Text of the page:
What to do When Children Bicker in the Car

Autofahrt

My children are now teenagers, and we still occasionally have this. Here are several ways to solve:

Settle specifics – In our house, it has always been the music. Settling specifics means coming up with a full, solid and publicly agreed upon plan for repeat conflicts. For a few years, our plan was structured around whoever was in the front seat picked first, and on commercial breaks, control alternated. At some point, a great debate started about what constituted a commercial break so we restructured. You might have a simpler plan like following odd/even days. On odd days one child makes all those decisions, and on even days the other child.

Bring supplies and BOOKS – Stock the car with things to keep them busy. This might be magazines, notebooks and pens, magnet games or car bingo. Once children are reading, car rides provide an opportunity for them to really get into their stories. I remember reading whole novels on our trips to and from the grandparents house each year.

Give them something to listen to – Their music is a great place to start. Books on tape can be a helpful way to engage them. You might find these using the Audible app or at your public library. Listening with individual earphones might cut down on the bickering. Give them noise reduction earphones or earplugs while they color, play with their magnets or read, and it might also reduce the bickering.

Play games – You might keep them busy with games like the Alphabet game or Find the States game. Here are a few links for car game ideas: Best Car Games for Kids, Fun Car Games and Moms Minivan.

Sing-alongs – Car rides are a perfect time for sing-alongs. This might be to your children’s favorite CDs, or you could teach them songs that you know. I lean towards campfire songs and patriotic songs.

Conversation starters – There are several companies that make question boxes. This includes Melissa and Doug, Table Talk and American Girl’s box of questions. These are a great way to start conversations that encourage everyone to participate.

Give them elbow room – It may be helpful to seat them farther apart. If you have a third row, consider moving one of them back there. Once the oldest is 13 years old, they might move to the front seat.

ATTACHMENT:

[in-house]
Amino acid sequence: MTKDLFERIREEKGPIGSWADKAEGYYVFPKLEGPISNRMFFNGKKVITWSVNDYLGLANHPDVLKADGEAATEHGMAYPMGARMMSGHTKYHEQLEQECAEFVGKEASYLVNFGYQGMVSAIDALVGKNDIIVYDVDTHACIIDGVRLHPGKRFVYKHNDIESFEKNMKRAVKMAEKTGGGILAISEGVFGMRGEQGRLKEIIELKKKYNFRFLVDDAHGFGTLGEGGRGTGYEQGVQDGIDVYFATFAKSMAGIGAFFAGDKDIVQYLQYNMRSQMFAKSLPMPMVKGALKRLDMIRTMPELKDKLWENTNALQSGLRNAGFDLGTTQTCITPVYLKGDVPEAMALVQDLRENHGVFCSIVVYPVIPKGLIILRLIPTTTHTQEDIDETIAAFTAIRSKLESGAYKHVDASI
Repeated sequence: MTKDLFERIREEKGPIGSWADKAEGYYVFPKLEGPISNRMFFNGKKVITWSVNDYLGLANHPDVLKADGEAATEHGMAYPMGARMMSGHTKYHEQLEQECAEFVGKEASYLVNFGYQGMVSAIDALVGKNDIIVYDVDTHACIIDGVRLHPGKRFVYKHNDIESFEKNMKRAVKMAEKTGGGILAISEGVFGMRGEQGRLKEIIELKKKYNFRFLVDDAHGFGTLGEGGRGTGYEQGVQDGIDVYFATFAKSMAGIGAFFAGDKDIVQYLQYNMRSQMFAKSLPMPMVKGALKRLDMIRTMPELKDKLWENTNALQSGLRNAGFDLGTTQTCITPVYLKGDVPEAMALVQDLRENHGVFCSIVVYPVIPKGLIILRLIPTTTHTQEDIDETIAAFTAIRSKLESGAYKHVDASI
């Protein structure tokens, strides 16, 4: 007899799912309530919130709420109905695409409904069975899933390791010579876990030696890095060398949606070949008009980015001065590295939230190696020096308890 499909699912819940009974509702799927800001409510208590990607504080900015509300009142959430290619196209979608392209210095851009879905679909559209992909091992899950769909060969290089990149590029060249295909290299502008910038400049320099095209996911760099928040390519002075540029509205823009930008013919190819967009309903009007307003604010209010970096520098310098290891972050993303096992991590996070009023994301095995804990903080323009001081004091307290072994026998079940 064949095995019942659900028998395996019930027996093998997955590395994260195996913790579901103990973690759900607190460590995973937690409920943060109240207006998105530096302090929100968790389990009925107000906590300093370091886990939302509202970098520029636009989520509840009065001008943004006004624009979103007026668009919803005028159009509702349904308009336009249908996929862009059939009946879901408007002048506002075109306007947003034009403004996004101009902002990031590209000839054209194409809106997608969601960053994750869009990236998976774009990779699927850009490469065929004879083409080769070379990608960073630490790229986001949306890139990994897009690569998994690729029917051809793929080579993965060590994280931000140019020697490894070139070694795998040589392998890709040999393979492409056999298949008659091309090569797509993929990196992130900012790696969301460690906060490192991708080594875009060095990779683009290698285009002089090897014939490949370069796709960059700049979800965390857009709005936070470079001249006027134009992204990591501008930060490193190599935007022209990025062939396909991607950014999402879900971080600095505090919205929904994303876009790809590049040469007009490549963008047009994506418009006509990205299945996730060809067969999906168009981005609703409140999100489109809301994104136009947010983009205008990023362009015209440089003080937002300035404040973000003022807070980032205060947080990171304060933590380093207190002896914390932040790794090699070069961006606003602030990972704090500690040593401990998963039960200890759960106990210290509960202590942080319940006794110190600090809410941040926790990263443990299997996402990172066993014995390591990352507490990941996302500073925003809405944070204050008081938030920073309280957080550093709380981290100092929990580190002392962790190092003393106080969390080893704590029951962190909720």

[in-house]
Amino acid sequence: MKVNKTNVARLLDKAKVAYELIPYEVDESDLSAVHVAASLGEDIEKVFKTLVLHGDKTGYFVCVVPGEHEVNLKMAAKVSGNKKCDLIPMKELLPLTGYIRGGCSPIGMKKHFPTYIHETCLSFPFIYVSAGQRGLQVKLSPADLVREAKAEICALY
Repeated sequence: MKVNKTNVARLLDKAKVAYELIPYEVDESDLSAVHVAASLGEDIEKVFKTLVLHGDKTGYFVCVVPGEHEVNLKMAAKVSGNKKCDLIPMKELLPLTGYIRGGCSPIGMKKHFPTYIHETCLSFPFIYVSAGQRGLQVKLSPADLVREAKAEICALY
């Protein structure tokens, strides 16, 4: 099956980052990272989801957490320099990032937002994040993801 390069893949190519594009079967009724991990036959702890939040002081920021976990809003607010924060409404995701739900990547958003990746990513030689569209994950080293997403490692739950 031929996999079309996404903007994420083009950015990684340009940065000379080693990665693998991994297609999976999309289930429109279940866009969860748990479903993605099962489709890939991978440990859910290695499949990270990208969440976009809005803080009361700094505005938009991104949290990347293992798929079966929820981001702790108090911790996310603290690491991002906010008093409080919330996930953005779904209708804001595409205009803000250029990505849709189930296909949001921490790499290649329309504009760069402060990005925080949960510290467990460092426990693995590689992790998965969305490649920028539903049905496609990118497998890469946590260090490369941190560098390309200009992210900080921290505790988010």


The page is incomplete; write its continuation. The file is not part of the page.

Put up dividers – When all else fails, divide and conquer. For about six months, when I was in elementary school, my dad set a huge cooler in between us in the back seat. I couldn’t even see my brother, let alone bicker with him. Cardboard might be easier.

Stop the car – When all else fails, it’s fine to pull the car over and wait. However, it doesn’t help any if stopping the car is an empty threat. You’ve got to really pull over and wait them out. This is all the better if you are headed somewhere for them. My dad used this idea right before the cooler.

 

Enjoying Long Car Trips with Kids

three happy kids in the car

Each summer since the girls were little, the three of us would take two long weekend car trips. We make the five hour trip to the Outer Banks, and the nine hour trip to a family reunion in upstate New York. While we have one, I’m not a big fan of the car’s DVD player. They’ve always been allowed one movie per day on long trips, then the rest of the time is spent learning how to entertain themselves. Here’s what worked for us:

Bring supplies

  • Travel friendly art supplies – This includes a gallon bag of new crayons and several coloring books, stickers and plain paper, and Color Wonder markers and books.
  • Bag of car toys – We have two paper grocery bags in our garage packed with car toys at all times. This includes a few Woodkins doll packs with fabric, magnet dress-up dolls, houses and sceneries, a few matchbox cars and a few action figures.
  • Activity books and magazines – Activity books include Where’s Waldo, Look Alikes, Hidden Pictures, mazes, word-finds, dot-to-dots, invisible ink books, sticker books and puppet books.
  • The empty backpack – We always brought an empty backpack for collecting travel brochures, interesting placemats, menus, tickets and small souveniers.
  • Snacks – This one is an obvious must. We brought cereal cups, granola bars, bags of chips, water bottles and small juice boxes.

Play games

  • Travel board games – Many board games have a travel version. We have Trouble, Othello, Sorry and Connect Four.